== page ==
They are afraid of the drum

They are afraid of the drum

March 2, 2011

The 10th annual Walk For a New Spring is over. I got home last night so completely exhausted I wasn’t even really sure what to do. After changing out of my wet clothes I came in to my room and spent a few hours listening to music, trying to muster up enough strength to have a shower.

I probably should have slept immediately last night, and long into today because now I feel completely weakened. I thought I would sleep in today until long after noon but I woke up 9am. My body is so used to the walk schedule of getting up at 6 and being on the road by 8:30 or 9. I think it’s funny.

Yesterday was one of the most miserable, challenging, fantastic days I have ever experienced on a peace walk. We left the First Parish church of Dorchester to march into the pouring rain.

We were running late, which added a sense of urgency to the walk. We had a lot to fit into a very short period of time.

Our first stop was the Lewis D. Brown Institute. Tina Cherry and Milton the director joined us for about 2 blocks. We stopped at the spot where her son was killed. It was extremely emotional. Tina talked about reclaiming the area as a place of peace, rather than a place of sorrow. So many people lose a loved one and shut down completely, but rather than killing her, her pain fueled her and now she’s basically a superhero.

She and Milton left and we continued on toward the Boston Worker’s Alliance. The sidewalks were completely covered in ice, and the rain was pouring down. I couldn’t see through my glasses at all, and my balance was slightly off because of the banner I was carrying. But we kept walking. They kept drumming and chanting.

A police officer pulled over to the side of the road and got out of his car, he came up to me and asked what this was about, where we were going, and who we were. I didn’t really know the street names, which probably seemed strange since I was at the front of the crowd. But this man had us stopped in the rain, and it was not a comfortable feeling. My feet were soaked. My pants were drenched, and the rain had soaked through the sleeves of my jacket and my hoodie. I was worried about my cell phone. Tim finally found a brochure for the officer and he let us go.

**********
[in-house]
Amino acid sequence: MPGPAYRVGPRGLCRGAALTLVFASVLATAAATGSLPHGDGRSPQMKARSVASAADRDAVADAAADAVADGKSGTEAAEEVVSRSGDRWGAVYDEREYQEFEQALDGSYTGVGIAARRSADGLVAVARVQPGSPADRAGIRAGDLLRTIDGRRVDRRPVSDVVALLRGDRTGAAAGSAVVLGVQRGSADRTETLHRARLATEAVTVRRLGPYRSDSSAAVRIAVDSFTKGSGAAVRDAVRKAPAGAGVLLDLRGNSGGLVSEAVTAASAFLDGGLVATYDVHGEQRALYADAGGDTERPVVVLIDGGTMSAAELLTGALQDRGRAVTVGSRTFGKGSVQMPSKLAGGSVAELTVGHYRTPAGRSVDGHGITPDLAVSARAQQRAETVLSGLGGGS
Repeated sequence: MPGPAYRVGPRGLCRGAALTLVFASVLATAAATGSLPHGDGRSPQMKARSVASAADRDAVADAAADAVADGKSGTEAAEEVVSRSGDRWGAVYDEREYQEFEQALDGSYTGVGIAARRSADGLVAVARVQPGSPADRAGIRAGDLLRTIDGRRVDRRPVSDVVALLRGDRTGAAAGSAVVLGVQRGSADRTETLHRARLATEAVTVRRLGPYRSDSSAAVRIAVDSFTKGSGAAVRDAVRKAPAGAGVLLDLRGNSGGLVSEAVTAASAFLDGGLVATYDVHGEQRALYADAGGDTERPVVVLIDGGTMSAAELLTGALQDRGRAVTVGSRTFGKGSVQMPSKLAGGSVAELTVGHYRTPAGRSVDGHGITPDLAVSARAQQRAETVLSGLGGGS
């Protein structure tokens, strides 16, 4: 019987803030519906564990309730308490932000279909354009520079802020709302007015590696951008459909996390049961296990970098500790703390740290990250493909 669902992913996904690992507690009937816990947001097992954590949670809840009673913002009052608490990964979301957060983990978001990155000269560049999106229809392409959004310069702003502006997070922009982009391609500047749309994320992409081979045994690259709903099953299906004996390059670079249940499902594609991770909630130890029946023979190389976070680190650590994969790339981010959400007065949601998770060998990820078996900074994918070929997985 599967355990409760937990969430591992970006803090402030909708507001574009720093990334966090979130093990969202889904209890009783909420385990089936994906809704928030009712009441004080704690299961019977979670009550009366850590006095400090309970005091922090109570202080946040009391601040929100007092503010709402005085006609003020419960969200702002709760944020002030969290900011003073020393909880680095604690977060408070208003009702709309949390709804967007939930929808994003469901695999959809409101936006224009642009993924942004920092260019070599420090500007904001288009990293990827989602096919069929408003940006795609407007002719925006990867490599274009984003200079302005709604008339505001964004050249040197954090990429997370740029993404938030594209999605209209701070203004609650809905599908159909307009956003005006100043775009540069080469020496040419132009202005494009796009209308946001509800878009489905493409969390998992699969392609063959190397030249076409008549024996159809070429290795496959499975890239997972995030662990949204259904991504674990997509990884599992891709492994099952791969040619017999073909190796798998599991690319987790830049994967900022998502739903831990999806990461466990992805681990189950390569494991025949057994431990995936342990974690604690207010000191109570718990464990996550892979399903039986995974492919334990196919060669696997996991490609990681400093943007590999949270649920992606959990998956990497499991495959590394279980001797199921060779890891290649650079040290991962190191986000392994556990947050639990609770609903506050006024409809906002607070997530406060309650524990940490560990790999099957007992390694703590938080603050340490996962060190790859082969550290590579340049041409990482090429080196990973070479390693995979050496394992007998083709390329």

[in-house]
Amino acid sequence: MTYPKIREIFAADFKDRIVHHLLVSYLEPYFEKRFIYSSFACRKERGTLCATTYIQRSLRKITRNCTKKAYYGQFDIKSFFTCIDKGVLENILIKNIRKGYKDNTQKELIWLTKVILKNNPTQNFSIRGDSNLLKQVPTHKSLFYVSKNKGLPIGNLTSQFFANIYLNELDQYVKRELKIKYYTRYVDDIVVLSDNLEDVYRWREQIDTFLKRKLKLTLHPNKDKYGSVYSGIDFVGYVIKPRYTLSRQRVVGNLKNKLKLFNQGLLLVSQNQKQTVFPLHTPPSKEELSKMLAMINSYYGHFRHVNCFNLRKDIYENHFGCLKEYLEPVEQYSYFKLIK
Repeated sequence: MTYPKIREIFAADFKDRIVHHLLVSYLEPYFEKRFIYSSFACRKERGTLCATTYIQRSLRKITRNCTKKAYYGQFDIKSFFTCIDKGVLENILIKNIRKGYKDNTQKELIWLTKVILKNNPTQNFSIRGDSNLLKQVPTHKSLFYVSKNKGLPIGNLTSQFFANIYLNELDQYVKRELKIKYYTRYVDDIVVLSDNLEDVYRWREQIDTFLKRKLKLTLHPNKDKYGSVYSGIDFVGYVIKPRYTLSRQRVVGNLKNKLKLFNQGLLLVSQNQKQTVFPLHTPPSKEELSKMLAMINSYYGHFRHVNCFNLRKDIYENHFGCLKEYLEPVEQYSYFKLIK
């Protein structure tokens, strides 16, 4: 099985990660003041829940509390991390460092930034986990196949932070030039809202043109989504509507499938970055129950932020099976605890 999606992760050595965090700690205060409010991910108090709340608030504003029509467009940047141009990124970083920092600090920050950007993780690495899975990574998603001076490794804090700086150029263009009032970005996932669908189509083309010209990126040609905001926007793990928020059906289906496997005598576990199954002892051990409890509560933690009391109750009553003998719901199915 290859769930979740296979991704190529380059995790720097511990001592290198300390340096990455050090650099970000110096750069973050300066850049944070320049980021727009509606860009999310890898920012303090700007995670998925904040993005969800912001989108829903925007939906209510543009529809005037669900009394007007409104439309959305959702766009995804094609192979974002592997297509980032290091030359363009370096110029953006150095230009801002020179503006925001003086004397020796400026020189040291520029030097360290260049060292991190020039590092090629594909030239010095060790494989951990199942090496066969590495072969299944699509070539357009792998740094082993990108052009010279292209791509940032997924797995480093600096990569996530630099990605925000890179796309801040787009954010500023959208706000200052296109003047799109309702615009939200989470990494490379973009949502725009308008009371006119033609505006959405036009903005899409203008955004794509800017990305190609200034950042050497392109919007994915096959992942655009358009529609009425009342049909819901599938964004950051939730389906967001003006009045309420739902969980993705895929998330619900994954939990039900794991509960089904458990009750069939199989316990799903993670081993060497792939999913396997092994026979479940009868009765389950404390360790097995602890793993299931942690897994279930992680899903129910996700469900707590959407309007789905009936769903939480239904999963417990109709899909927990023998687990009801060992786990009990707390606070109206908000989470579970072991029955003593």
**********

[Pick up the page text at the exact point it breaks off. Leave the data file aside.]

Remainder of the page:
We made it to the Boston Worker’s Alliance and had about 15 minutes to hear about the work they do in the community. I wished Bruce was there to hear about  their outreach. They have been working to find out how many homes need to be weatherized, and have started training people so that once these jobs become relevant there will immediately be people ready to work. They are also the ones who got the CORI reform passed in MA.
We left their offices for the torrential downpour. We walked to Chuck Turner’s old office. He is 70 years old, and he is going to federal prison for 3 years. And then he has 3 years of parole to look forward to when he gets out. He’s going to prison because the FBI thought it would be cool to frame him and slander his reputation. It’s kind of insane. What kind of country are we living in where the people assigned and trained to protect us are working to set up a 70 year old community activist and put him in jail for years? Honestly, I would probably leave the country. But he’s an incredible man, and he’s facing his unfair sentence with his head held high. We sang “Keep Your Eyes on the Prize” for/with him, and gave him 2 symbolic plants.

I couldn’t feel my hands. My gloves were only making my life worse because they were drenched. I took them off and started squeezing my neon red hands. Every time I touched one hand to another, the imprint stayed there for a good 5 seconds. I could barely move my hands.

We were running a little bit later than we thought, so we had to drive over to Park street and the state house.

Most people rode in the van, but a few of us took the subway. Loreto and I talked about our need to catch up, while Tim and Skip talked about who knows what.